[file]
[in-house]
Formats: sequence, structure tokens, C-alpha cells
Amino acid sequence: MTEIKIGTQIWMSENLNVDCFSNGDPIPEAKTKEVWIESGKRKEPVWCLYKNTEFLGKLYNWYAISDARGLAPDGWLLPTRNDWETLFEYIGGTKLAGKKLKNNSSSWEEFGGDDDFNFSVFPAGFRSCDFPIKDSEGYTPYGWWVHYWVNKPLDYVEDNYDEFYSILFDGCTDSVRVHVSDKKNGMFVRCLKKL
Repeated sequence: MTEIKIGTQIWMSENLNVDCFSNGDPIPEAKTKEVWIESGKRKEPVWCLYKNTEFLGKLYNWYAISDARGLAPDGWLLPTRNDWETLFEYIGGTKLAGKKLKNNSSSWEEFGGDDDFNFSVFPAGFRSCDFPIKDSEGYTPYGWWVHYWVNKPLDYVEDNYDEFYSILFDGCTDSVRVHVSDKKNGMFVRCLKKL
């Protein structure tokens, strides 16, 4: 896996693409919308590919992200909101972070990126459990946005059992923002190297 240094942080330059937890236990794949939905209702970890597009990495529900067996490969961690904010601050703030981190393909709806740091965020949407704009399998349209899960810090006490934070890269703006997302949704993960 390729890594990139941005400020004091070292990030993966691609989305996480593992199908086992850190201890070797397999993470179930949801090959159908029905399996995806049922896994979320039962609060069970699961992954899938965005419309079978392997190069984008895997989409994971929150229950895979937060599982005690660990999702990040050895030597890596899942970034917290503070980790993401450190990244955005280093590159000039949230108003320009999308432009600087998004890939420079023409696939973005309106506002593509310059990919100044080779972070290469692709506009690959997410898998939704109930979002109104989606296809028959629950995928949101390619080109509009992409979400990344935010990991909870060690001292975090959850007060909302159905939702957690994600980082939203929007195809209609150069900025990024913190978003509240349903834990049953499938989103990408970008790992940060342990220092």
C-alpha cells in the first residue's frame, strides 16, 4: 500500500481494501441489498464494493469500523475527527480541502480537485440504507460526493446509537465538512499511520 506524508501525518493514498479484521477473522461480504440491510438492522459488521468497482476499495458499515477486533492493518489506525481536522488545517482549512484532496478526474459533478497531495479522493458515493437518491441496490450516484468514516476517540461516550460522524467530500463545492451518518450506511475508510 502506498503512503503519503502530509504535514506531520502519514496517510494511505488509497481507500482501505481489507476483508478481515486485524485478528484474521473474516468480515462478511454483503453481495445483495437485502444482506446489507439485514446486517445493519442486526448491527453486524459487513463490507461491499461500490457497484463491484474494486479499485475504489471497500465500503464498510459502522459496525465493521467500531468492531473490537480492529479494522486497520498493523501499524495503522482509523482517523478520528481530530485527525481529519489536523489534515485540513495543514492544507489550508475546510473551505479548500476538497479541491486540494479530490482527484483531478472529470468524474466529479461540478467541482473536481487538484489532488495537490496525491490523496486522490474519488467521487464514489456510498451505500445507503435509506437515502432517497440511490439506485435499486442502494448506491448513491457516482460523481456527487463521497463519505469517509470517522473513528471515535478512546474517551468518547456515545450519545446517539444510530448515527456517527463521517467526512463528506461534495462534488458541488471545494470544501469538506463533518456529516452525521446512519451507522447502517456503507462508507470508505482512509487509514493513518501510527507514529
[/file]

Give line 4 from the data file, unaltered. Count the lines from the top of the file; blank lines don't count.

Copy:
Repeated sequence: MTEIKIGTQIWMSENLNVDCFSNGDPIPEAKTKEVWIESGKRKEPVWCLYKNTEFLGKLYNWYAISDARGLAPDGWLLPTRNDWETLFEYIGGTKLAGKKLKNNSSSWEEFGGDDDFNFSVFPAGFRSCDFPIKDSEGYTPYGWWVHYWVNKPLDYVEDNYDEFYSILFDGCTDSVRVHVSDKKNGMFVRCLKKL